A new meta-analysis combining 22 studies shows that tirzepatide is superior to semaglutide for both control of blood sugar and in terms of amount of body weight lost by patients. The study will be presented at the Annual Meeting of the European Association for the Study of Diabetes (EASD) in Hamburg, Germany (2–6 October), by Dr Thomas Karagiannis, Aristotle University of Thessaloniki, Thessaloniki, Greece, and colleagues.
There are few randomized controlled trials (RCTs) directly comparing subcutaneous tirzepatide with subcutaneous semaglutide. In this new research, the authors combined the data from 22 available trials to perform a meta-analysis to compare tirzepatide with semaglutide in terms of their efficacy and safety in people with type 2 diabetes.
The authors searched Medline and the Cochrane Library for RCTs that assessed a maintenance dose of subcutaneous tirzepatide 5, 10, or 15mg once-weekly or subcutaneous semaglutide 0.5, 1.0, or 2.0mg once-weekly for at least 12 weeks.
Comparators were any of the eligible doses of tirzepatide and semaglutide, placebo, and also other glucose-lowering drugs provided they were directly compared to tirzepatide and semaglutide in at least one trial. The meta-analysis then calculated any differences in effects on HbA1c (glycated haemoglobin, a measure of blood sugar control), body weight, and also the risk of adverse events.
The 22 RCTs included data from 18,472 patients, all with a diagnosis of type 2 diabetes. The authors found that tirzepatide 15mg was the most efficacious in reducing HbA1c versus placebo (mean difference -2.00%), followed by tirzepatide 10mg (-1.86%) and semaglutide 2.0mg (-1.62%).
Each of the three tirzepatide doses reduced HbA1c more than the respective low-, medium-, and high-dose of semaglutide. Versus placebo, tirzepatide was more efficacious in reducing body weight (-10.96Kg, -8.75Kg, and -6.16Kg for tirzepatide 15, 10, and 5mg respectively) than semaglutide (-5.24Kg, -4.44Kg, and -2.72Kg for semaglutide 2.0, 1.0, and 0.5mg respectively).
Regarding between-drug comparisons, both tirzepatide 10 and 15mg were more efficacious in lowering body weight versus semaglutide 0.5, 1.0, and 2.0mg, while tirzepatide 5mg was more efficacious versus semaglutide 0.5 and 1.0mg.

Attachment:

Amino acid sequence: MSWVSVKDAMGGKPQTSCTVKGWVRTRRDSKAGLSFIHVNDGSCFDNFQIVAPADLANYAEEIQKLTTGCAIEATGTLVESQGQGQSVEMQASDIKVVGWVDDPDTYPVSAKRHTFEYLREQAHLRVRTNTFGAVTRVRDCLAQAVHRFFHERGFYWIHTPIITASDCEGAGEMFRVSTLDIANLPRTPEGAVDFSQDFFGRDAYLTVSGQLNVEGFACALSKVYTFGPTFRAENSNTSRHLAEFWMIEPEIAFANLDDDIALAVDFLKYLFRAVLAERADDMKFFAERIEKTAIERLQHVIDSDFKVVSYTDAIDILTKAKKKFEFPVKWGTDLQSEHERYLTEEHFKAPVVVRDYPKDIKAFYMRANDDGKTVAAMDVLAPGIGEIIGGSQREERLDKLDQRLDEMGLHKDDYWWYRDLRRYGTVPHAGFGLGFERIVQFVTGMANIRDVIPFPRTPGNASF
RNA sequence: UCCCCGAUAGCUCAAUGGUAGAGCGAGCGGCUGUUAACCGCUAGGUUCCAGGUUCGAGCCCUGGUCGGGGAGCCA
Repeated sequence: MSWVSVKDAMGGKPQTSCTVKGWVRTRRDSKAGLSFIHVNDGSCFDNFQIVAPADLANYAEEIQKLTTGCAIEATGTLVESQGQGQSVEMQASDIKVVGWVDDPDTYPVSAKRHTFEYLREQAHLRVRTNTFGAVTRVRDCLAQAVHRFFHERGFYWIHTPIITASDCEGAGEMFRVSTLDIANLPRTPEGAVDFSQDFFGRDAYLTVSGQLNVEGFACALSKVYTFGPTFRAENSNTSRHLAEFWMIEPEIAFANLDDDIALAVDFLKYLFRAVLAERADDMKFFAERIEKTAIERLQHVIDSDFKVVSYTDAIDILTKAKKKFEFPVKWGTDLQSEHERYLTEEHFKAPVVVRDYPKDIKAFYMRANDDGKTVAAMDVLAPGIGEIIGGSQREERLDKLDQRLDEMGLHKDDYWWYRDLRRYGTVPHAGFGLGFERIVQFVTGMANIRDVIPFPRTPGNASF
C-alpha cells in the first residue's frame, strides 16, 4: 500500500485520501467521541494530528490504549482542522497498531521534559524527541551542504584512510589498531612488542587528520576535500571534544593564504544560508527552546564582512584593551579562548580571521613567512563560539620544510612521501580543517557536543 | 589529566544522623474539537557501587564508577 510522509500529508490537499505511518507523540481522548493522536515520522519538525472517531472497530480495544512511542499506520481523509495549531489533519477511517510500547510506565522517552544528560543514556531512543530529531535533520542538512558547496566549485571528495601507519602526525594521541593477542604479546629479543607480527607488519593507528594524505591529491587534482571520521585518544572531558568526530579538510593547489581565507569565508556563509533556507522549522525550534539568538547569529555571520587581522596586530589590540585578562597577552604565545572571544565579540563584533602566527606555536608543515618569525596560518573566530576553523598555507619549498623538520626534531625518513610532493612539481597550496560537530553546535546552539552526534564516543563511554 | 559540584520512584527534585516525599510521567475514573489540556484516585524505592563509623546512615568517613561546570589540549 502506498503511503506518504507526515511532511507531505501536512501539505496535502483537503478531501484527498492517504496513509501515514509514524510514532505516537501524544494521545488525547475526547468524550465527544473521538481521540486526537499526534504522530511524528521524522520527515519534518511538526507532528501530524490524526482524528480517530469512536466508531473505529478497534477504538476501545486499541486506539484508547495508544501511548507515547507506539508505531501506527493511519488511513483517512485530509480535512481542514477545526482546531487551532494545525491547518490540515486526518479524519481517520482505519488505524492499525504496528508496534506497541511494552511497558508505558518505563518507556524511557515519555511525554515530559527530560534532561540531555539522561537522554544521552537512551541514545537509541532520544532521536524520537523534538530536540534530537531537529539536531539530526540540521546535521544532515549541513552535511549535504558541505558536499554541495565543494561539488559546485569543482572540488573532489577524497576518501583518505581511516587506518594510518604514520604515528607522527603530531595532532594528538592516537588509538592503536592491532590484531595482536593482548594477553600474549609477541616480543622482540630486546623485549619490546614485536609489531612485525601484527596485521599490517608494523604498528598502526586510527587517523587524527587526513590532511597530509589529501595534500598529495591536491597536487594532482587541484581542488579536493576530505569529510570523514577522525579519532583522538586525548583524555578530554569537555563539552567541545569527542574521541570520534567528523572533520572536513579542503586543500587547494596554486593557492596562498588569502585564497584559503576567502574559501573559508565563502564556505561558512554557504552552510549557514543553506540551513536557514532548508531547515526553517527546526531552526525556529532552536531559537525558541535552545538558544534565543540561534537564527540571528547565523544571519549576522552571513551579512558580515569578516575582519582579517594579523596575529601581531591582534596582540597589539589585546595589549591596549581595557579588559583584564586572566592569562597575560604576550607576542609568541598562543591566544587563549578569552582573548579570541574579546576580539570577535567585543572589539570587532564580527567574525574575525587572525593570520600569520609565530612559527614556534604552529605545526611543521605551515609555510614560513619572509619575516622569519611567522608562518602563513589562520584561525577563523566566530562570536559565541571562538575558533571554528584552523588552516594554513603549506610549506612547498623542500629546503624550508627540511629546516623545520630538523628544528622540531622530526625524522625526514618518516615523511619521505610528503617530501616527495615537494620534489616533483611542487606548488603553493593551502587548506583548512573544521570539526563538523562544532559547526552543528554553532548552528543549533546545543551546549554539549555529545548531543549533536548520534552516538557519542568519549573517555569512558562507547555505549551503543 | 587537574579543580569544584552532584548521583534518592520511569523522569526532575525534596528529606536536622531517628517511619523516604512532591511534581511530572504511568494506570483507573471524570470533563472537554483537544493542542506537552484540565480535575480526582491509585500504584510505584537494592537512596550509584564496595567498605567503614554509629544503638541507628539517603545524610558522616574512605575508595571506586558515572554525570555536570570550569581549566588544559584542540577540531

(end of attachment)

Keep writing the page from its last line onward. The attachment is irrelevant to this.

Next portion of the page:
Although not in the journal abstract, the authors have been able to provide results for change in body weight from the analyses comparing tirzepatide and semaglutide (rather than versus placebo). These numerical values will be presented in the oral presentation in the congress.
The actual differences in change in body weight (mean difference) for the following comparisons are:
Tirzepatide 15mg versus semaglutide 2.0 mg = -5.72Kg (i.e., a mean of 5.72Kg more weight lost in those taking tirzepatide 15mg versus those taking semaglutide 2.0mg)
Tirzepatide 10mg versus semaglutide 2.0mg = -3.52 Kg
Tirzepatide 5mg versus semaglutide 1.0mg = -1.72 Kg
"In summary the three tirzepaide doses were more effective than the three respective semaglutide doses, with the difference between the two drugs being larger with the higher doses,” the authors noted.
As compared to placebo, all doses of tirzepatide and semaglutide increased risk for gastrointestinal adverse events, with tirzepatide 15mg yielding the highest increased risk (3.6 times) for nausea, vomiting (4.4 times) and diarrhoea (double the risk).
Between-drug comparisons yielded non-statistically significant results, except for tirzepatide 15mg versus semaglutide 1.0mg (39% increased vomiting risk) and 0.5mg (85% increased vomiting risk), and tirzepatide 15mg versus semaglutide 0.5mg (45% increased risk of nausea). There was no difference between tirzepatide, semaglutide and placebo regarding risk for serious adverse events.
"In people with type 2 diabetes, tirzepatide 5, 10, and 15mg were more efficacious in reducing HbA1c compared to semaglutide 0.5, 1.0, and 2.0mg, respectively,” the authors concluded. “Tirzepatide also was also more effective for weight loss than semaglutide, with a larger weight-loss effect at higher doses. High-dose tirzepatide (15mg) was associated with increased risk for vomiting versus low- and medium-dose semaglutide."